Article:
Growing up in Salford, I couldn’t afford to even go and watch United. My mum, who worked hard, didn’t have the money when tickets were available.
I didn’t ask too often, you don’t when you know.
Some of the local kids, well usually just me, cycled up to Old Trafford during games. It wasn’t all over TV then, but to feel it, and you could feel it, was something.
And then I started getting tickets from here and there. Eventually I was able to buy them for myself, then I got my own season ticket.
And right then and right there I’d made it.
Even watching Coventry fans throw around blow up dolls during perhaps the worst match I’d ever seen was still something to do, belonging.
Things change, you get a family, work brings restrictions, you move for the best of your family, and several kids later you’re not going so much any longer. When you do it’s for your child, because how could it not be? When it’s all boiled down, a parent taking their child to the football is what it’s all about, that lineage, extending or creating one.
Sneaking out to go to The Cliff to watch training, and then waiting for a few words with players was an adventure as a child. That once led to me waiting, in the rain and cold obviously, to beg Ferguson not to sell Cantona after his Kung-fu moment. I was about fourteen and whilst I felt a bit too old for it, perhaps it was my last stand… The Cliff was fun.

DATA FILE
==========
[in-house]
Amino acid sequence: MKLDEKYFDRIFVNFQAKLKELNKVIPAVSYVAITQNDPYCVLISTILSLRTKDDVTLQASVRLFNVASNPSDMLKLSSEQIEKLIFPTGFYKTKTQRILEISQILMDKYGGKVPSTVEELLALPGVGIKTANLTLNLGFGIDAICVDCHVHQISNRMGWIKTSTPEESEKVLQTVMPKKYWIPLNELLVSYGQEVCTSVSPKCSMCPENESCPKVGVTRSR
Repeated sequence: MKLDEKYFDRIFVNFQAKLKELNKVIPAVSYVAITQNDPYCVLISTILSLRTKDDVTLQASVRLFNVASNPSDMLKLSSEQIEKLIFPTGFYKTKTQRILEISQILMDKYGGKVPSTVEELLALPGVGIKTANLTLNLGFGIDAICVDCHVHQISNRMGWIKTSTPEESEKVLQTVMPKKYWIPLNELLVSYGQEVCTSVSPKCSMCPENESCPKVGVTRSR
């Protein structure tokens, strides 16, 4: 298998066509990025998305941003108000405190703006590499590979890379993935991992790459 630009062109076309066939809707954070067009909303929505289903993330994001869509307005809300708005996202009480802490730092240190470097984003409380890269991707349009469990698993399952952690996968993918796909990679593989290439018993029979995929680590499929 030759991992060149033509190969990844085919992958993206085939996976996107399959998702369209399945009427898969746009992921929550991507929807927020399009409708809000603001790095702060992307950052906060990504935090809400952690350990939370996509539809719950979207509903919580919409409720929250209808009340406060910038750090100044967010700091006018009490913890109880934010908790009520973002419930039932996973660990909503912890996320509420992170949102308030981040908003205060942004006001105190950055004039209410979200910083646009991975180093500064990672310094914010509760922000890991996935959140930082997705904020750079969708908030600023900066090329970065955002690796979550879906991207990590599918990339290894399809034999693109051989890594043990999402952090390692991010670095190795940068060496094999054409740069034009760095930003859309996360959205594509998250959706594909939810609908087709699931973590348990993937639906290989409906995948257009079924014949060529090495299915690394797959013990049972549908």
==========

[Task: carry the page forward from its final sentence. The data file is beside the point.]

When I had my first child I was right in the moment I’d had a season ticket for a good few years. I was 28 and now financially comfortable, I’d been going to finals, Moscow should have been MY time. But, no, I’d just given birth, and in my son’s first week or so he ‘saw’ United win both the Premier League and Champions League.
It was an emergency caesarean birth, and jumping up when John Terry missed nearly sent me right back to St Mary’s Hospital. Worth it.
Then there was Rome. I went. Let’s not talk about the Stadio Olimpico and that little Lionel ‘can’t head a ball says Pele’ Messi.
Time goes on. A couple of months before the world learned Sir Alex Ferguson would be retiring I was lucky enough to give birth to a second son. A few days before the announcement that precious son died suddenly at eight weeks old.
Someone at United reached out. Our elder son, then 5, needed some relief. We all did, however little it was in the scheme of things. A trip to Carrington saw that young boy meet his heroes.
Nervous and emotionally delicate, he wouldn’t approach them. A gym full of the squad sat around in a circle was completely overwhelming. Rio Ferdinand, years before his own tragedy, made every effort to encourage our upset little boy.
That meant the world to me. My Captain.
The club, the staff, were brilliant. Those there at the time swore me to secrecy. They’ve since left and it’s relatively long enough to now share.
Why am I telling you this?
Well, a football club isn’t just that. It’s a life. From your heart to your mouth, if you don’t feel that emotional draw and drain then it’s really not worth it. In the best times and in the worst it follows you and there’s an attachment which burns within, or at least there should be.
So, do you want to know what really irritates me right now?
There’s a list. It grows by the day.
People not being excited enough about Christmas. People being too excited about Christmas. Brexit and all that brings. Trying to work out bike sizes for kids. It being unreasonably cold. A lack of clear sunlight. The feeling our species is regressing.